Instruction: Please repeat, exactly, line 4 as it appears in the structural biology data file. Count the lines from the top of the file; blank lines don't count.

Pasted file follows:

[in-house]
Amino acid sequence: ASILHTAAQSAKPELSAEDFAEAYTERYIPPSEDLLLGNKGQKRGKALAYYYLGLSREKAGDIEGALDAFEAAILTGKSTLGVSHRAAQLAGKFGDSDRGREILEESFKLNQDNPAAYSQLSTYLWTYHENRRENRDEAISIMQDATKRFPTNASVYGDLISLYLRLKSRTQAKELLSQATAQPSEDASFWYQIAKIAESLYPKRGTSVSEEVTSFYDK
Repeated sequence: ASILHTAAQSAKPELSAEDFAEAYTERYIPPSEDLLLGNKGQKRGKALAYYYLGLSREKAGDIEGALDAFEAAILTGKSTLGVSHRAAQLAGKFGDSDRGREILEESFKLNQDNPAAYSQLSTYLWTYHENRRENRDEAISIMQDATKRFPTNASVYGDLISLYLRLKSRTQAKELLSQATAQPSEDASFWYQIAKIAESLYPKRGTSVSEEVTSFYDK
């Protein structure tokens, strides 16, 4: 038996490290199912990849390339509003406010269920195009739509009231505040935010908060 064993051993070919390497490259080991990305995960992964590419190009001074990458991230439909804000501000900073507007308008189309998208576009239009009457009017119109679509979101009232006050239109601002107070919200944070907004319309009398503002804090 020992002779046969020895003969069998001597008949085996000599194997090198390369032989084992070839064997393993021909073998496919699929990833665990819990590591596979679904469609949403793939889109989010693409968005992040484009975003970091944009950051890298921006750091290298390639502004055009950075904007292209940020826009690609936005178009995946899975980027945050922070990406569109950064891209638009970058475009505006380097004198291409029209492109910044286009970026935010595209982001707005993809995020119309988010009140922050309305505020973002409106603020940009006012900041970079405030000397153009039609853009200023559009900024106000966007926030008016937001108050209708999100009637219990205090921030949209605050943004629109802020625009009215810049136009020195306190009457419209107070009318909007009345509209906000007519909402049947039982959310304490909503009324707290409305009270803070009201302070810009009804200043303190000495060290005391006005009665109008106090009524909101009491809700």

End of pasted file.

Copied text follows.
């Protein structure tokens, strides 16, 4: 038996490290199912990849390339509003406010269920195009739509009231505040935010908060 064993051993070919390497490259080991990305995960992964590419190009001074990458991230439909804000501000900073507007308008189309998208576009239009009457009017119109679509979101009232006050239109601002107070919200944070907004319309009398503002804090 020992002779046969020895003969069998001597008949085996000599194997090198390369032989084992070839064997393993021909073998496919699929990833665990819990590591596979679904469609949403793939889109989010693409968005992040484009975003970091944009950051890298921006750091290298390639502004055009950075904007292209940020826009690609936005178009995946899975980027945050922070990406569109950064891209638009970058475009505006380097004198291409029209492109910044286009970026935010595209982001707005993809995020119309988010009140922050309305505020973002409106603020940009006012900041970079405030000397153009039609853009200023559009900024106000966007926030008016937001108050209708999100009637219990205090921030949209605050943004629109802020625009009215810049136009020195306190009457419209107070009318909007009345509209906000007519909402049947039982959310304490909503009324707290409305009270803070009201302070810009009804200043303190000495060290005391006005009665109008106090009524909101009491809700």